What happened

Shares of electric truck maker Nikola (NASDAQ:NKLA) rebounded to close higher on Thursday, after having been down early in the session following a negative Bloomberg article that led to a lengthy Twitter outburst from Nikola's founder and chairman.

Nikola's shares opened lower on Thursday, but recovered to close in positive territory, up about 5.7% on the day. 

So what

Nikola -- and its loquacious founder and chairman, Trevor Milton -- have had quite a roller coaster ride since the electric big-rig maker went public via a reverse merger earlier this month.

The latest contretemps started shortly before the market closed on Wednesday, when Bloomberg reported that Milton had "exaggerated the capability" of Nikola's first truck, unveiled in 2016. According to Bloomberg, Milton had told the crowd at the December 2016 reveal event that the Nikola One truck was drivable, when it fact it was missing key components and was never driven under its own power. 

That report didn't go over well with Milton, who took to Twitter to respond:  

(You can click through to read the rest of the thread.)

Later in the evening, Milton tweeted a copy of a letter to Bloomberg from Nikola's in-house counsel and said that he planned to sue the company.

The Nikola One, an electric semi truck.

According to a Bloomberg report, the Nikola One, the company's first truck, was inoperable when it was revealed in December 2016. Nikola's founder disputed the report. Image source: Nikola Corporation.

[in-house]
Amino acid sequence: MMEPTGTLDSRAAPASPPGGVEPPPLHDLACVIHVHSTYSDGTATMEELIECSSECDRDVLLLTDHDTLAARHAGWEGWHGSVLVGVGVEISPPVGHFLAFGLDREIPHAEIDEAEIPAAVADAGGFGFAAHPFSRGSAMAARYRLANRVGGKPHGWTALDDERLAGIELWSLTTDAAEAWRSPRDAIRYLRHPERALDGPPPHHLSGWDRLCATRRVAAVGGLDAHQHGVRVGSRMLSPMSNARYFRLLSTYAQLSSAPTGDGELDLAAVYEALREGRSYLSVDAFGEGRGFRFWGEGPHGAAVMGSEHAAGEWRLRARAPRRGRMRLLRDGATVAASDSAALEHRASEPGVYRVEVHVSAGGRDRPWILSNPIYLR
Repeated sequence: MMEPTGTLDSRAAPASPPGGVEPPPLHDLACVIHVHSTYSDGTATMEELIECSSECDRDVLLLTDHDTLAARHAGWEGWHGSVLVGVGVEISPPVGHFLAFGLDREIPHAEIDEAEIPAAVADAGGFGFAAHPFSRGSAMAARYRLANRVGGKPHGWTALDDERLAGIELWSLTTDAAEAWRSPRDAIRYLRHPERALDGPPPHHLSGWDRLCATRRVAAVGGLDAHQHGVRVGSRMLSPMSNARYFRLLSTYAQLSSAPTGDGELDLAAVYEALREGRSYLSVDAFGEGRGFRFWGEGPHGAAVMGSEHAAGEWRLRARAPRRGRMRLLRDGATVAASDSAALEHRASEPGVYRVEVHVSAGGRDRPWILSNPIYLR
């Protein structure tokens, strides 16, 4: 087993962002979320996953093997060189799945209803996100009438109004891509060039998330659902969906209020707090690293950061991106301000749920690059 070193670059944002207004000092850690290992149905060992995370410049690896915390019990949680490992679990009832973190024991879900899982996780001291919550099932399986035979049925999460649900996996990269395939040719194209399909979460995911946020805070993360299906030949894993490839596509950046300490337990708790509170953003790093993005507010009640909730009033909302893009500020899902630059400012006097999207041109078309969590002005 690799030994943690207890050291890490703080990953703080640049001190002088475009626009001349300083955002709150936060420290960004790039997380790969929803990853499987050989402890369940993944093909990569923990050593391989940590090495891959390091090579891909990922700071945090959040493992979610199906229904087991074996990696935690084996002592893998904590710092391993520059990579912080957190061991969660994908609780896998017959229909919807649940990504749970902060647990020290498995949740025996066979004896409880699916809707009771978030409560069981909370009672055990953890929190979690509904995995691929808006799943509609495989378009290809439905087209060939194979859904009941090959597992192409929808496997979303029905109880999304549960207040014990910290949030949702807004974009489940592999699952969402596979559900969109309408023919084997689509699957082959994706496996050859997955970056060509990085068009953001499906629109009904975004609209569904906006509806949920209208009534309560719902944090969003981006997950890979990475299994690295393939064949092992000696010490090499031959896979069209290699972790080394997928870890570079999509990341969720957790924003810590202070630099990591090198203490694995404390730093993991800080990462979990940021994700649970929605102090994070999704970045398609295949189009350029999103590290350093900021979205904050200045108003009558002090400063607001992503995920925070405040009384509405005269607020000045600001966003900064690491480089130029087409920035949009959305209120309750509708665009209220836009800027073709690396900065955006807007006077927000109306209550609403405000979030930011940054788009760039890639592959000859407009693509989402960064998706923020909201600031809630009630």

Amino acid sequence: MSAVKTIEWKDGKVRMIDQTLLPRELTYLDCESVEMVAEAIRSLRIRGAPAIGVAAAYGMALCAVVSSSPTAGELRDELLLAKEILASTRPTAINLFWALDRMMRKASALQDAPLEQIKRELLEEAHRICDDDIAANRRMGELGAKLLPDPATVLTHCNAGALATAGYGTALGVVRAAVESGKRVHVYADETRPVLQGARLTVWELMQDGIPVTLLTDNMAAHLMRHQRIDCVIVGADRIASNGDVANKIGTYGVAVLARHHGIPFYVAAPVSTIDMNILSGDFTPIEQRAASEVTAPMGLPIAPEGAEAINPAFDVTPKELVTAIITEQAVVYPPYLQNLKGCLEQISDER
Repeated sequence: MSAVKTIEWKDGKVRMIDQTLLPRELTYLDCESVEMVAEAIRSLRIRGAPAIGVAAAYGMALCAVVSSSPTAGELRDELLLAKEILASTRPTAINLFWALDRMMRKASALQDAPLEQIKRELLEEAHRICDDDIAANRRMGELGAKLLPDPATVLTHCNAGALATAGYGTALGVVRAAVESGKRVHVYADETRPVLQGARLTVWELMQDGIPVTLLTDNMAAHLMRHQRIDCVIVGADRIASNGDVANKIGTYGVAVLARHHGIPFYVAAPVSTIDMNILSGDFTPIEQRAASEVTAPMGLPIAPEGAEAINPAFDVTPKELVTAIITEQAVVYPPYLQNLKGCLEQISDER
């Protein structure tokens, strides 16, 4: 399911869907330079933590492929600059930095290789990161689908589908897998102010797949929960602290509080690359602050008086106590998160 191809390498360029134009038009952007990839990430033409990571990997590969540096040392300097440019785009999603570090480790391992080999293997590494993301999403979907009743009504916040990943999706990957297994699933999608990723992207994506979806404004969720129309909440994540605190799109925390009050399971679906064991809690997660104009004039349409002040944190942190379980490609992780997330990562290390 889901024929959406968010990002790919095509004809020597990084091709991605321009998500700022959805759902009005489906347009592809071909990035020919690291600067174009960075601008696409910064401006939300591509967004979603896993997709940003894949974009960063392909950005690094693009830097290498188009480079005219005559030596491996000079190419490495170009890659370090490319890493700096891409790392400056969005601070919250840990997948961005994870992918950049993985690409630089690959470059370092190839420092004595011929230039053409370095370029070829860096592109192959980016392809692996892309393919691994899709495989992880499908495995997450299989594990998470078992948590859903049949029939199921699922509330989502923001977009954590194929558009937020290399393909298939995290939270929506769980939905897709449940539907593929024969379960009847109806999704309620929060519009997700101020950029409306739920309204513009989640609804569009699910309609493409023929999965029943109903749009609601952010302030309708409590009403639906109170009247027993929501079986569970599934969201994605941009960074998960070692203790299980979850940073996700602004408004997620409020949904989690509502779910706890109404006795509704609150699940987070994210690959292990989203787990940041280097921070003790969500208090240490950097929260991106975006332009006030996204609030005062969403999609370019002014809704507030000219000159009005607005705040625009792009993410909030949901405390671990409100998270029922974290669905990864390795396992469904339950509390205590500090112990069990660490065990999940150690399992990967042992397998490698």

That all didn't sit well with auto investors, who know that (while there have been exceptions) companies run by leaders who bluster and threaten critics tend not to perform well over time. Nikola's shares fell sharply in after-hours trading on Wednesday.

But take note: While Milton may be the online voice of Nikola, he's no longer the company's CEO. He ceded that role to former Worthington Industries president Mark Russell earlier this month and now holds the title of "executive chairman." Put another way, he isn't actually the day-to-day leader of the company he founded anymore.

Now what

So why did Nikola's stock price recover and then close higher on Thursday? I think investors realized that Milton's Twitter bluster doesn't diminish the company's prospects under its new leadership. 

Given that the stock's first Wall Street rating, from Cowen analyst Jeffrey Osborne on Wednesday, was outperform with a $79 price target, I think investors decided to take a deep breath, and a longer view, during Thursday's session.